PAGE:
Funcom announced today that they are working on the first expansion to Age of Conan, titled Rise of the Godslayer. In addition to high-level content, it contains new objectives for lower levels as well, in an effort to fill out the leveling process. It also introduces new factions that are at war with each other: "Faction gameplay plays a large role in Rise of the Godslayer, presenting the player with choices that earn them both allies and enemies in Khitai. Through questing and adventure players can advance through faction ranks, rewarding them with treasures such as epic new armor and weapons. Players can choose to continue their adventures with existing characters, acquiring new combat abilities and spells through a robust alternate advancement system, or start over again as a Khitan — an all-new culture." A brief trailer has been posted, and Eurogamer has a more detailed preview of the new content.
Television

Time Warner ToS Changes Could Mean Tiered Pricing, Throttling 162

Mirell writes "Time Warner Cable has recently changed their Terms of Service, so that they are allowed to charge you at their discretion via consumption-based billing. They were shot down a few months ago after raising the wrath of many subscribers and several politicians. Now they're trying again, but since they make exclusions for their own voice and video not to count against the cap, this could draw the attention of the FCC."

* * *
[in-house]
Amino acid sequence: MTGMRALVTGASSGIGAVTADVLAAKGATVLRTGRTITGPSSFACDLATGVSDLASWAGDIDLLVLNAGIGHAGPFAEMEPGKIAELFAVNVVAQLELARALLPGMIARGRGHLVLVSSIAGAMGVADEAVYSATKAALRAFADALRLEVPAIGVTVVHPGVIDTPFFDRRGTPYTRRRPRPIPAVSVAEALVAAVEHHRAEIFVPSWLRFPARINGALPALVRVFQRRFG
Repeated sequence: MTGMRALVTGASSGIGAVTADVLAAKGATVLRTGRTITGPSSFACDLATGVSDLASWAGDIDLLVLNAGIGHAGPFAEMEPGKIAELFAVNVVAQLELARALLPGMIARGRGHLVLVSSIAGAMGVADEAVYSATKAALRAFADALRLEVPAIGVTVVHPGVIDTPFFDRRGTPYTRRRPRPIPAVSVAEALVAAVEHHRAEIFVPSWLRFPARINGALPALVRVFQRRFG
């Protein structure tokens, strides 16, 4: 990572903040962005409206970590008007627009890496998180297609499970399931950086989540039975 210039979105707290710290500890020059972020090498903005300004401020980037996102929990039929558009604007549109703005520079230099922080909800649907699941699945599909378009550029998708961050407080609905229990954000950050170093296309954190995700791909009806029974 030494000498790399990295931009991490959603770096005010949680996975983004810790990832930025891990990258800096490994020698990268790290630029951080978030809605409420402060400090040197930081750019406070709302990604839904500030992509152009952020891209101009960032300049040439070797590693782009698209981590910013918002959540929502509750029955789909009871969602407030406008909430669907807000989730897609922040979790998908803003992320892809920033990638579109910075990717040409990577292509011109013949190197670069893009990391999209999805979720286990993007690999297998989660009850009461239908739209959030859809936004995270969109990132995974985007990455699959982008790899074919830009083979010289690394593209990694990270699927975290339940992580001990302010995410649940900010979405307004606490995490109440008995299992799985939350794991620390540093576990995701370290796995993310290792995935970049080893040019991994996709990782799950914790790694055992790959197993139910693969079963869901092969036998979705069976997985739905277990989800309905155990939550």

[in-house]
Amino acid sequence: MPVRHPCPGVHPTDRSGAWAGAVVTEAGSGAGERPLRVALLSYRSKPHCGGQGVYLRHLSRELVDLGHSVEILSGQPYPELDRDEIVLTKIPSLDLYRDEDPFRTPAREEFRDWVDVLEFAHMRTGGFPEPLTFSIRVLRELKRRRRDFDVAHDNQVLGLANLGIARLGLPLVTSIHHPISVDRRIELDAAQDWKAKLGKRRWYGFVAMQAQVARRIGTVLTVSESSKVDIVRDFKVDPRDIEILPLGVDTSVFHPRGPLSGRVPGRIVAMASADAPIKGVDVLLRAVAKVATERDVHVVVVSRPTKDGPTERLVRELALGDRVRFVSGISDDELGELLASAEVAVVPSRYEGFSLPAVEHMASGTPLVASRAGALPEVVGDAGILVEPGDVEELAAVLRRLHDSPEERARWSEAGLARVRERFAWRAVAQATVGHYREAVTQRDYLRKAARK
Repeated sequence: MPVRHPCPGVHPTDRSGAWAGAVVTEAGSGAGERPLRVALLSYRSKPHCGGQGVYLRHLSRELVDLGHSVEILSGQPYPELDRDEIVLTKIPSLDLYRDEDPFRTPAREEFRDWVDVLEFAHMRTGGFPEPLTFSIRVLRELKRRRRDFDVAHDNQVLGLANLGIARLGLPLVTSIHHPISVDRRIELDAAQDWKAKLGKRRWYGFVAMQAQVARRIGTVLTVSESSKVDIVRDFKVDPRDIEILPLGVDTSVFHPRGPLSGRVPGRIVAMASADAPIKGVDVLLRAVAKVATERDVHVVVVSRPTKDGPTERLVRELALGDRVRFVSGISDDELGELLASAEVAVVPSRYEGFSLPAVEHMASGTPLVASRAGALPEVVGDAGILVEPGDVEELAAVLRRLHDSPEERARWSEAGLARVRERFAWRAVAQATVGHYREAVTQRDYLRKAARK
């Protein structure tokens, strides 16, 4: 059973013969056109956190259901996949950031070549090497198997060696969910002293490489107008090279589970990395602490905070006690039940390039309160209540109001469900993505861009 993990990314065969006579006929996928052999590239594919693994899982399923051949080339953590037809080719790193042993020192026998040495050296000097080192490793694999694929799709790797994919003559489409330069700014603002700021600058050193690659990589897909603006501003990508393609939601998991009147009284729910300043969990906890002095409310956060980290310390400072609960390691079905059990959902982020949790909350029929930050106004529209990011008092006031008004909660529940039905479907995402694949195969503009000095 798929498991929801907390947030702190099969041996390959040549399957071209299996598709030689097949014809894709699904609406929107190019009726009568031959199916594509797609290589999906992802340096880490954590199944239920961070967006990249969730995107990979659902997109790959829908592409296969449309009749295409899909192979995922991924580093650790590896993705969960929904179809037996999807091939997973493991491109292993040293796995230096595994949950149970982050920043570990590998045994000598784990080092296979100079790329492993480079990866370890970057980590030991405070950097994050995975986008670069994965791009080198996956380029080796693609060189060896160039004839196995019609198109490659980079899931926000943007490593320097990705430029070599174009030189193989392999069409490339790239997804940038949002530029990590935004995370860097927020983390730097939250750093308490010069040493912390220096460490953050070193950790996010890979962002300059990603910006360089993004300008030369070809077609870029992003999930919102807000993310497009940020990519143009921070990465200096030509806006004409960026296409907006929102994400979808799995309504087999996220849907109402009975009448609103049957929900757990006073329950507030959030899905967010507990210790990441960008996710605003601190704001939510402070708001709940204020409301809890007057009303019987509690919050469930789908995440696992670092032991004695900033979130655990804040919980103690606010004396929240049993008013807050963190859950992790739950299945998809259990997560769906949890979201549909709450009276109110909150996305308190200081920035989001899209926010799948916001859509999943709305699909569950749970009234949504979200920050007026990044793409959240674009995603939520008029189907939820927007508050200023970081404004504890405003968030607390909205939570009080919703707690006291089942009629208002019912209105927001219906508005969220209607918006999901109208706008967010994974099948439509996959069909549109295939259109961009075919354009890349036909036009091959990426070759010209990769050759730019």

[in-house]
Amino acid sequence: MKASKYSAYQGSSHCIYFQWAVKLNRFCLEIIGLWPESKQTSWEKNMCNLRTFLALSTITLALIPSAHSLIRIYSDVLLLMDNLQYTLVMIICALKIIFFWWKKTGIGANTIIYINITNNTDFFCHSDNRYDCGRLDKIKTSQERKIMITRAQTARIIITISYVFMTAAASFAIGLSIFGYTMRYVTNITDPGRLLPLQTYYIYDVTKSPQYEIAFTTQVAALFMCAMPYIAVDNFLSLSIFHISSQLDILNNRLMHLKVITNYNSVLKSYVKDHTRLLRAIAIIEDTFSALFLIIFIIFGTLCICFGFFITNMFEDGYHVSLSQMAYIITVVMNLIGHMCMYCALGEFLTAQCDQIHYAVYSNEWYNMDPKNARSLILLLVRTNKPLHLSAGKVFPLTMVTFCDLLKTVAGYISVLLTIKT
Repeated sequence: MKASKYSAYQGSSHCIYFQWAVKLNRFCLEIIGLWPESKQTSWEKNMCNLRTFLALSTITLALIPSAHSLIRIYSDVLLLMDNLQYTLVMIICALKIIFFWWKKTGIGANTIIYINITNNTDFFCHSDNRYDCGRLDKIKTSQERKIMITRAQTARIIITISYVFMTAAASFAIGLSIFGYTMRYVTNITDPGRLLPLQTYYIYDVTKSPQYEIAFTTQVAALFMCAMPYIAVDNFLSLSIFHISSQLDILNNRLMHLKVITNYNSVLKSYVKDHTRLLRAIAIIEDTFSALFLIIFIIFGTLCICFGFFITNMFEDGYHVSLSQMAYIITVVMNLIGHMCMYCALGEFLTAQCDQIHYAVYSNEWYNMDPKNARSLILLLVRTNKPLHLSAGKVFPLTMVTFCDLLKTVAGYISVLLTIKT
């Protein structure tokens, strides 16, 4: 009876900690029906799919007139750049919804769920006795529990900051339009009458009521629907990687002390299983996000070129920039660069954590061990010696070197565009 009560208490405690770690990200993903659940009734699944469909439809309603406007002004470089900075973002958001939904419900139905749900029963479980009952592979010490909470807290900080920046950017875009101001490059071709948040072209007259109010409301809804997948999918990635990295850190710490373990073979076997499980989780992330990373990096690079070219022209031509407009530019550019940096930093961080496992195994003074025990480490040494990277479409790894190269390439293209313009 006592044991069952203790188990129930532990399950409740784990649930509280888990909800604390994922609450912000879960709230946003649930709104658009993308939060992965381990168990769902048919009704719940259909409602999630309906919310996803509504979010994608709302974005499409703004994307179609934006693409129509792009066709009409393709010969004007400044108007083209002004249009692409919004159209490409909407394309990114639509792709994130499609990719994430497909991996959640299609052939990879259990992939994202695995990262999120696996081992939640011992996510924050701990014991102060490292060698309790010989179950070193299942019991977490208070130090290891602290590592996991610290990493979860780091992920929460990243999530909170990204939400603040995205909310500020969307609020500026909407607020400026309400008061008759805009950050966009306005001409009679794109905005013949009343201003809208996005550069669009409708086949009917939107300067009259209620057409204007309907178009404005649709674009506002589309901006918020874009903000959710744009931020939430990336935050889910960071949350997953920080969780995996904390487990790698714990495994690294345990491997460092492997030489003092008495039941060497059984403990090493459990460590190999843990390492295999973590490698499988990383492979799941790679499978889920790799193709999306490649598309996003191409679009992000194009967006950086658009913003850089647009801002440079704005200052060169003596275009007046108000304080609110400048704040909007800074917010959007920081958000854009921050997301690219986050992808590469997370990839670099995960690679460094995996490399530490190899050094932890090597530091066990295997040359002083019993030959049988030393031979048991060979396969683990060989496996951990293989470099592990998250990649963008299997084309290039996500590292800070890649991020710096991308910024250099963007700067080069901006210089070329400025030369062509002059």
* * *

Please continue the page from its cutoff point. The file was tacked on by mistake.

Games

The Psychology of Collection and Hoarding In Games 183

This article at Gamasutra takes a look at how the compulsion to hoard and accumulate objects, as well as the desire to accomplish entirely abstract goals, has become part of the modern gaming mindset. "The Obsessive Compulsive Foundation explains that in compulsive hoarders: 'Acquiring is often associated with positive emotions, such as pleasure and excitement, motivating individuals who experience these emotions while acquiring to keep acquiring, despite negative consequences.' Sound familiar? The 'negative consequences' of chasing after the 120th star in Mario 64 or all 100 hidden packages in Grand Theft Auto III may be more subdued than those of filling your entire house with orange peels and old cans of refried beans. But game designers know that it's pretty damn easy to tap into this deep-rooted need to collect and accumulate. And like happy suckers we buy into it all the time, some to a greater degree than others."
Biotech

Scientists Can Grow Stem Cells In a Petri Dish 83